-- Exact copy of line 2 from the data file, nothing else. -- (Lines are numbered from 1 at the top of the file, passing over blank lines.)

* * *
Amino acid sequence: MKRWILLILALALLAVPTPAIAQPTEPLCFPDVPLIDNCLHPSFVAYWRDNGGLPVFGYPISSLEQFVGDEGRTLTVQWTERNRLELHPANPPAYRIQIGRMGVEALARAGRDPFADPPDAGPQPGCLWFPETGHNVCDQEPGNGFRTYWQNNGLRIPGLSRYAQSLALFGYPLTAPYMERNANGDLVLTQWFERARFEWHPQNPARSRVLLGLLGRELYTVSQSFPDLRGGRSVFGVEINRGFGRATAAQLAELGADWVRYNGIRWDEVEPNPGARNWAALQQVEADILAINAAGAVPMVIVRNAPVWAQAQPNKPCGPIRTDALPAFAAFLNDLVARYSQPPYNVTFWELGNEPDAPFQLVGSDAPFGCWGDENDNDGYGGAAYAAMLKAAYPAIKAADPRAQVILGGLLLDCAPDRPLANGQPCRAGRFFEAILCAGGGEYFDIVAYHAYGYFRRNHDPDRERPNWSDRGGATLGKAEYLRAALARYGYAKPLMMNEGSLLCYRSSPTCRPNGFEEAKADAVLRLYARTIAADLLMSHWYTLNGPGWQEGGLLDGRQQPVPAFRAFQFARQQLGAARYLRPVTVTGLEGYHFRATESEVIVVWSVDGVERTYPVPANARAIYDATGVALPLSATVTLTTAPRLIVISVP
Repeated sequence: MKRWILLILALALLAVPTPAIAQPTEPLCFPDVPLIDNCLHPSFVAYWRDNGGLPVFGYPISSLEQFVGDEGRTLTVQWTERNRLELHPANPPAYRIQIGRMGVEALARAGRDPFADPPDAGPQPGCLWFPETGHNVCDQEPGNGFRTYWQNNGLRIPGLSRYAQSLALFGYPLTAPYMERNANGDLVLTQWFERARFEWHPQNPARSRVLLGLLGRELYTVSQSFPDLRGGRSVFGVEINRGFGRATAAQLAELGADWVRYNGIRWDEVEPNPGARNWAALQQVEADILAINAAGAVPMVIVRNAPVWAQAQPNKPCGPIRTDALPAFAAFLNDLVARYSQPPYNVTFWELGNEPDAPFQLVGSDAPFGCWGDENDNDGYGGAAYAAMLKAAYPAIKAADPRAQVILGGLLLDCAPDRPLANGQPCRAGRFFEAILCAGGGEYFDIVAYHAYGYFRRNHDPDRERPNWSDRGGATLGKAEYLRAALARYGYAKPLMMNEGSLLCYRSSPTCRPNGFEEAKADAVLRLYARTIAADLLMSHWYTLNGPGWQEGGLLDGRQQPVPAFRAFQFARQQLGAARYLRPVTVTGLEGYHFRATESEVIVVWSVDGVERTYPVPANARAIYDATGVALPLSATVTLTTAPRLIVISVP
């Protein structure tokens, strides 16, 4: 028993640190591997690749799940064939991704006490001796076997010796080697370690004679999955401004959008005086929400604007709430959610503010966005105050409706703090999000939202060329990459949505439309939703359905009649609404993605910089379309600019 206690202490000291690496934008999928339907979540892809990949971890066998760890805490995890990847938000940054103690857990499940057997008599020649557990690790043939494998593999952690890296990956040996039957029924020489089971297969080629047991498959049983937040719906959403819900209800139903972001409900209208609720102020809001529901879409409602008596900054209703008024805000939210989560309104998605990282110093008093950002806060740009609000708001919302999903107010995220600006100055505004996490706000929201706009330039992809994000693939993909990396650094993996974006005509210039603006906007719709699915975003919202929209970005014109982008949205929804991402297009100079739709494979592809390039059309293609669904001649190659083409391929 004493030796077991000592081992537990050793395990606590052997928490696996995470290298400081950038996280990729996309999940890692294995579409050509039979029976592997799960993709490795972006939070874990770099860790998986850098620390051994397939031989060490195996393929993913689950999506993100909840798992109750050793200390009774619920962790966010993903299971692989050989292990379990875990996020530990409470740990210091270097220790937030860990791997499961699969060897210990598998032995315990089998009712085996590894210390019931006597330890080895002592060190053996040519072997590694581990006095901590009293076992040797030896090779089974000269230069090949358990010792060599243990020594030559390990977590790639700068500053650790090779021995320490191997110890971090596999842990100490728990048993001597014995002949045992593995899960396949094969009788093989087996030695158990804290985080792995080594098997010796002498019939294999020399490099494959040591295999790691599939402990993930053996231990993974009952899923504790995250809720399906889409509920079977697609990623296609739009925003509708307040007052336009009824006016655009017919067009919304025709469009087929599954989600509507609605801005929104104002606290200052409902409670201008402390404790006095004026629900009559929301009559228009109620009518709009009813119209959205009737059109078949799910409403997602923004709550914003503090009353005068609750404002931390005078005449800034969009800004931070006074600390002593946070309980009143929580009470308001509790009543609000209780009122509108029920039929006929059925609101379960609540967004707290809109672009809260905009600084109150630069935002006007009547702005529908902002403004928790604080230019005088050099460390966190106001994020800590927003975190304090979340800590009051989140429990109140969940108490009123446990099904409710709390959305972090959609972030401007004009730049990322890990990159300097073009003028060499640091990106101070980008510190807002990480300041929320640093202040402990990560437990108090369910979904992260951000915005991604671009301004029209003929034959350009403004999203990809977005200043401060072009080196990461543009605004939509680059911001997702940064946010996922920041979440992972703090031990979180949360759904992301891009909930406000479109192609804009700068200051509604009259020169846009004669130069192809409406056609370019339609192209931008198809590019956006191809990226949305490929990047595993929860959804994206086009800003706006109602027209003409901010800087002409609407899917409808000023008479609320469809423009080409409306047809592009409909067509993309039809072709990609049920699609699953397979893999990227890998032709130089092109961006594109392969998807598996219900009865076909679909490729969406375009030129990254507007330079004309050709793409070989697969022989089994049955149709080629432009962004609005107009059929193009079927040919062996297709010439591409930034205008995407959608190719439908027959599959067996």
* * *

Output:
Repeated sequence: MKRWILLILALALLAVPTPAIAQPTEPLCFPDVPLIDNCLHPSFVAYWRDNGGLPVFGYPISSLEQFVGDEGRTLTVQWTERNRLELHPANPPAYRIQIGRMGVEALARAGRDPFADPPDAGPQPGCLWFPETGHNVCDQEPGNGFRTYWQNNGLRIPGLSRYAQSLALFGYPLTAPYMERNANGDLVLTQWFERARFEWHPQNPARSRVLLGLLGRELYTVSQSFPDLRGGRSVFGVEINRGFGRATAAQLAELGADWVRYNGIRWDEVEPNPGARNWAALQQVEADILAINAAGAVPMVIVRNAPVWAQAQPNKPCGPIRTDALPAFAAFLNDLVARYSQPPYNVTFWELGNEPDAPFQLVGSDAPFGCWGDENDNDGYGGAAYAAMLKAAYPAIKAADPRAQVILGGLLLDCAPDRPLANGQPCRAGRFFEAILCAGGGEYFDIVAYHAYGYFRRNHDPDRERPNWSDRGGATLGKAEYLRAALARYGYAKPLMMNEGSLLCYRSSPTCRPNGFEEAKADAVLRLYARTIAADLLMSHWYTLNGPGWQEGGLLDGRQQPVPAFRAFQFARQQLGAARYLRPVTVTGLEGYHFRATESEVIVVWSVDGVERTYPVPANARAIYDATGVALPLSATVTLTTAPRLIVISVP